4

Advantages of traditional Monte-Carlo integration over quasi-Monte Carlo integration are discussed in Kocis and Whiten's paper here. They list the following reasons: The error bound of qmc methods $\mathcal{O}(\log(N)^{d}/N)$ is "theoretically" better than the $\mathcal{O}(N^{-1/2})$ bound given by naive Monte-Carlo. However, for values of $N$ that are ...


4

If you really want the variables to be called pi1, pi2, ..., you can build the variable names using eval: for k=1:1:4 ... eval(['pi' num2str(k) ' = 4*N2/(N(k)*R.^2)']) ... end But a more typical thing to do would be to use an array: for k=1:1:4 ... pi(k) = 4*N2/(N(k)*R.^2) ... end If you're not planning on using the names of the pi variables ...


4

I'm in the middle of doing this for myself. I think the most appropriate analogue to the Gaussian would be the heat kernel in hyperbolic space. Fortunately, this has been figured out before: https://www.math.uni-bielefeld.de/~grigor/nog.pdf (also available in a Bulletin of the London Mathematical Society). If you use the standard decay ($e^{-dist^2/constant}...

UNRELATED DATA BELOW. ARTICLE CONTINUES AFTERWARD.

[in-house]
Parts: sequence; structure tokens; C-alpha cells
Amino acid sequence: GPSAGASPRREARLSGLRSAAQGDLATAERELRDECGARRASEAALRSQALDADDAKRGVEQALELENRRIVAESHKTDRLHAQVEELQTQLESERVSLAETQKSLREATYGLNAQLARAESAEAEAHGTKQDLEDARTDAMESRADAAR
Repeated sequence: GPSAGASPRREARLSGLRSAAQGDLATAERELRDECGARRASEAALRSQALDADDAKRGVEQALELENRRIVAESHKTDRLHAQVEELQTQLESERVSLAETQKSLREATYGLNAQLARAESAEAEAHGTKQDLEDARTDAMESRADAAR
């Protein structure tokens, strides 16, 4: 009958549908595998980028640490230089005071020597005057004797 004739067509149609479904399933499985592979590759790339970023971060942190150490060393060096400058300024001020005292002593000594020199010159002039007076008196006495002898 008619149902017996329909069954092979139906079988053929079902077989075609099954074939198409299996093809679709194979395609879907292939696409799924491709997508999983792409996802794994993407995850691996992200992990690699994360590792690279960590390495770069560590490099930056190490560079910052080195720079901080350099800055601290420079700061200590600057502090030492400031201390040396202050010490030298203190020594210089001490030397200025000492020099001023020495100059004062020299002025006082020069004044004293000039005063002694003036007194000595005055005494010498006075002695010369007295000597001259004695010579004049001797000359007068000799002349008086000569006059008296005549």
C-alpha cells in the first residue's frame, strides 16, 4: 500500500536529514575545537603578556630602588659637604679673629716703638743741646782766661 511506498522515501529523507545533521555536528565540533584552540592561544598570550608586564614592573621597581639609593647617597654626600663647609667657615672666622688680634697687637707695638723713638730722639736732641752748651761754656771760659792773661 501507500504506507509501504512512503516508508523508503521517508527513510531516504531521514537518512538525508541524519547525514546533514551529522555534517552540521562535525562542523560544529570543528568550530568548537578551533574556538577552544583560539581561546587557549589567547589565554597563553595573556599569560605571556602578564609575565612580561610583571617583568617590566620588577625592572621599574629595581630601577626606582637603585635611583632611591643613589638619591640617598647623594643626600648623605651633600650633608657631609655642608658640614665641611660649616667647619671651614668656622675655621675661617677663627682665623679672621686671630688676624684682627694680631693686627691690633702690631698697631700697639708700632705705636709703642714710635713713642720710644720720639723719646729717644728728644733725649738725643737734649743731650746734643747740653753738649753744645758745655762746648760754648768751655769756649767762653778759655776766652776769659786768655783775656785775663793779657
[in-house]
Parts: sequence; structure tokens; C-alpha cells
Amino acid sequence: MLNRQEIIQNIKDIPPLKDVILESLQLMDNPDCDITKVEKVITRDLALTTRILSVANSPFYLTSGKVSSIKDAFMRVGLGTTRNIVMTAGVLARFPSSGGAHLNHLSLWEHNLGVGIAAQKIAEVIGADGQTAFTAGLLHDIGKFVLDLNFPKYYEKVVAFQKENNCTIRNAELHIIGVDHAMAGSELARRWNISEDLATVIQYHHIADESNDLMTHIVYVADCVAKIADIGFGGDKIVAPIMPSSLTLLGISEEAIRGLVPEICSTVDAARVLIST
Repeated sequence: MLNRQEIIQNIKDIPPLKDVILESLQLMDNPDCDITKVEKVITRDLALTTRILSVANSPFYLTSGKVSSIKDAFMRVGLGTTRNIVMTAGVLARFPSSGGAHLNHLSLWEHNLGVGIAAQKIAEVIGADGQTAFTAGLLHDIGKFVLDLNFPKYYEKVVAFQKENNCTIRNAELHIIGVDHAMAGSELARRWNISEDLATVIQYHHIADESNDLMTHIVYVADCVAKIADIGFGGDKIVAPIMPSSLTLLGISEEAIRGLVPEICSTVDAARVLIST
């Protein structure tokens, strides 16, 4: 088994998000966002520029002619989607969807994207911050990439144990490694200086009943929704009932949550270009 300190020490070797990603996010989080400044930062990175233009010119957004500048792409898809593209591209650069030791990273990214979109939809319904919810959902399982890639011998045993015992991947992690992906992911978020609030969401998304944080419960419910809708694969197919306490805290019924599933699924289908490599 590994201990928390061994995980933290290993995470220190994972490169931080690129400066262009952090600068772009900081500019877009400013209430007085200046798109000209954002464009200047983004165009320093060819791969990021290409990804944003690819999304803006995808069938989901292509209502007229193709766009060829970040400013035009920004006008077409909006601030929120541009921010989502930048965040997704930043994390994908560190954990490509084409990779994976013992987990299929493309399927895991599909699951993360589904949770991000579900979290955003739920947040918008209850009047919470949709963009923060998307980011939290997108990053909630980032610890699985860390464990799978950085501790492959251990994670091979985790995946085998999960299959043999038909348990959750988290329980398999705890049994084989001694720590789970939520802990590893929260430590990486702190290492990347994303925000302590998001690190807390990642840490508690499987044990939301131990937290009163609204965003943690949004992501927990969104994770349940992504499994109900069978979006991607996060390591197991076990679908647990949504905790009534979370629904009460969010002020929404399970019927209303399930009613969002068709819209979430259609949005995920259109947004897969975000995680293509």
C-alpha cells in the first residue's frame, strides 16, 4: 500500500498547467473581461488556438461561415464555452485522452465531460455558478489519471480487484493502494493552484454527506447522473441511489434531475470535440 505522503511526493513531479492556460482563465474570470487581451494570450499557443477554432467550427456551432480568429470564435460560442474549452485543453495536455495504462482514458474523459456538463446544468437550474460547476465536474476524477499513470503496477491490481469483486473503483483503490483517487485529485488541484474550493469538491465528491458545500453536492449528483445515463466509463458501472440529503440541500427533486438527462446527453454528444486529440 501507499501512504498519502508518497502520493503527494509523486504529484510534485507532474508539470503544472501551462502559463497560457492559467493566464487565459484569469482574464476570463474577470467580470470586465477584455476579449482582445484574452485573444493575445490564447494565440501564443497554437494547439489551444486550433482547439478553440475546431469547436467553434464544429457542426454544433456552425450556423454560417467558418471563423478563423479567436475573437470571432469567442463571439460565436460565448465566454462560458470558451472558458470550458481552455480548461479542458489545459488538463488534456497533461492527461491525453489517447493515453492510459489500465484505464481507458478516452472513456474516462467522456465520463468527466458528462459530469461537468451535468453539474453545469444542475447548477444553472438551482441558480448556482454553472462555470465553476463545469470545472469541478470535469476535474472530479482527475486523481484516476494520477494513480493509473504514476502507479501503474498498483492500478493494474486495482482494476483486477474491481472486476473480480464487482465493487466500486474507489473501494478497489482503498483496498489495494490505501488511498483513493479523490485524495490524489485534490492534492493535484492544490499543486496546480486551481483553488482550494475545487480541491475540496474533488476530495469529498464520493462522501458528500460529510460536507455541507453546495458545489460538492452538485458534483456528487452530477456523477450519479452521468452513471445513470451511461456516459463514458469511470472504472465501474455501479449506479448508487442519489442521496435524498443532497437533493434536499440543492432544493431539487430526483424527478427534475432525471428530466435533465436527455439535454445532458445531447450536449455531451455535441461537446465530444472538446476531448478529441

4

As noted in the comments by Kirill, the y-axes of the two plots are very different. And if they are rescaled accordingly, the boxes will certainly look very similar, if not identical. Therefore, it is very reasonable to conclude that the raw simulation result in data.dat coming from your C++ code is correct, no matter what seed has been used for random-...


4

What you're looking for goes under the name of quasi-Monte Carlo (QMC) sequences. Quasi Monte Carlo sequences are "more random than random", i.e. they fill high dimensional spaces better than random sequences tend to do, which somewhat matches a more intuitive form of randomness. But more importantly, since they "fill space well" (a ...